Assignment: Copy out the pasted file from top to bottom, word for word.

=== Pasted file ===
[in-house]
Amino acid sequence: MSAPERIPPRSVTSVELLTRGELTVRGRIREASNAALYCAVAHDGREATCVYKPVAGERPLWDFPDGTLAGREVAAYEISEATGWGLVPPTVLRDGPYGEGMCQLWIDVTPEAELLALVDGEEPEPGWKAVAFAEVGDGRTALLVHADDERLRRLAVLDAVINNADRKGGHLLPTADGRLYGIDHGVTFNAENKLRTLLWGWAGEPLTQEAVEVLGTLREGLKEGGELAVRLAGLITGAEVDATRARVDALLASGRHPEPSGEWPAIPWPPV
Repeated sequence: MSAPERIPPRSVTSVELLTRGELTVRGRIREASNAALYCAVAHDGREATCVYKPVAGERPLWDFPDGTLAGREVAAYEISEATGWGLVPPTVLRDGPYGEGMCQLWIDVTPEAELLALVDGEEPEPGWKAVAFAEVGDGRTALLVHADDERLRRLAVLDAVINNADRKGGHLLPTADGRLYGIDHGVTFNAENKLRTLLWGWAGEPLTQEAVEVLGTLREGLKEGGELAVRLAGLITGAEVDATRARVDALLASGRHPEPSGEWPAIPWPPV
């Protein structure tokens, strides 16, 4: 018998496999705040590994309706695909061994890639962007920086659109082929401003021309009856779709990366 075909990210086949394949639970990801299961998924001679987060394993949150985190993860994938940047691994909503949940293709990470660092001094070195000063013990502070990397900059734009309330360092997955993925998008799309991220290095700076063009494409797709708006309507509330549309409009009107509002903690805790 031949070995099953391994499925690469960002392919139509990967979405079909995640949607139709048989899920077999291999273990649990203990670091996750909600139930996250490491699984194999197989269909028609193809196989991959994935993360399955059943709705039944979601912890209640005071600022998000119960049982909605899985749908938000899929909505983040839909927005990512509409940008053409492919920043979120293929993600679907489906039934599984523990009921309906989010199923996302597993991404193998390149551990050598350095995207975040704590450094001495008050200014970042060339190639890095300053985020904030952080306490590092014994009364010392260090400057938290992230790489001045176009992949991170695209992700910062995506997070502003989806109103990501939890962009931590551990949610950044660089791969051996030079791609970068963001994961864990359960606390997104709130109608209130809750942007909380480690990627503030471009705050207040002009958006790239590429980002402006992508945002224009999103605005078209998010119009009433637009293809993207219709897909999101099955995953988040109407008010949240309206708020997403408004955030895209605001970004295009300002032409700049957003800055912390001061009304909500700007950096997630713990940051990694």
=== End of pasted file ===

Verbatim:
[in-house]
Amino acid sequence: MSAPERIPPRSVTSVELLTRGELTVRGRIREASNAALYCAVAHDGREATCVYKPVAGERPLWDFPDGTLAGREVAAYEISEATGWGLVPPTVLRDGPYGEGMCQLWIDVTPEAELLALVDGEEPEPGWKAVAFAEVGDGRTALLVHADDERLRRLAVLDAVINNADRKGGHLLPTADGRLYGIDHGVTFNAENKLRTLLWGWAGEPLTQEAVEVLGTLREGLKEGGELAVRLAGLITGAEVDATRARVDALLASGRHPEPSGEWPAIPWPPV
Repeated sequence: MSAPERIPPRSVTSVELLTRGELTVRGRIREASNAALYCAVAHDGREATCVYKPVAGERPLWDFPDGTLAGREVAAYEISEATGWGLVPPTVLRDGPYGEGMCQLWIDVTPEAELLALVDGEEPEPGWKAVAFAEVGDGRTALLVHADDERLRRLAVLDAVINNADRKGGHLLPTADGRLYGIDHGVTFNAENKLRTLLWGWAGEPLTQEAVEVLGTLREGLKEGGELAVRLAGLITGAEVDATRARVDALLASGRHPEPSGEWPAIPWPPV
């Protein structure tokens, strides 16, 4: 018998496999705040590994309706695909061994890639962007920086659109082929401003021309009856779709990366 075909990210086949394949639970990801299961998924001679987060394993949150985190993860994938940047691994909503949940293709990470660092001094070195000063013990502070990397900059734009309330360092997955993925998008799309991220290095700076063009494409797709708006309507509330549309409009009107509002903690805790 031949070995099953391994499925690469960002392919139509990967979405079909995640949607139709048989899920077999291999273990649990203990670091996750909600139930996250490491699984194999197989269909028609193809196989991959994935993360399955059943709705039944979601912890209640005071600022998000119960049982909605899985749908938000899929909505983040839909927005990512509409940008053409492919920043979120293929993600679907489906039934599984523990009921309906989010199923996302597993991404193998390149551990050598350095995207975040704590450094001495008050200014970042060339190639890095300053985020904030952080306490590092014994009364010392260090400057938290992230790489001045176009992949991170695209992700910062995506997070502003989806109103990501939890962009931590551990949610950044660089791969051996030079791609970068963001994961864990359960606390997104709130109608209130809750942007909380480690990627503030471009705050207040002009958006790239590429980002402006992508945002224009999103605005078209998010119009009433637009293809993207219709897909999101099955995953988040109407008010949240309206708020997403408004955030895209605001970004295009300002032409700049957003800055912390001061009304909500700007950096997630713990940051990694």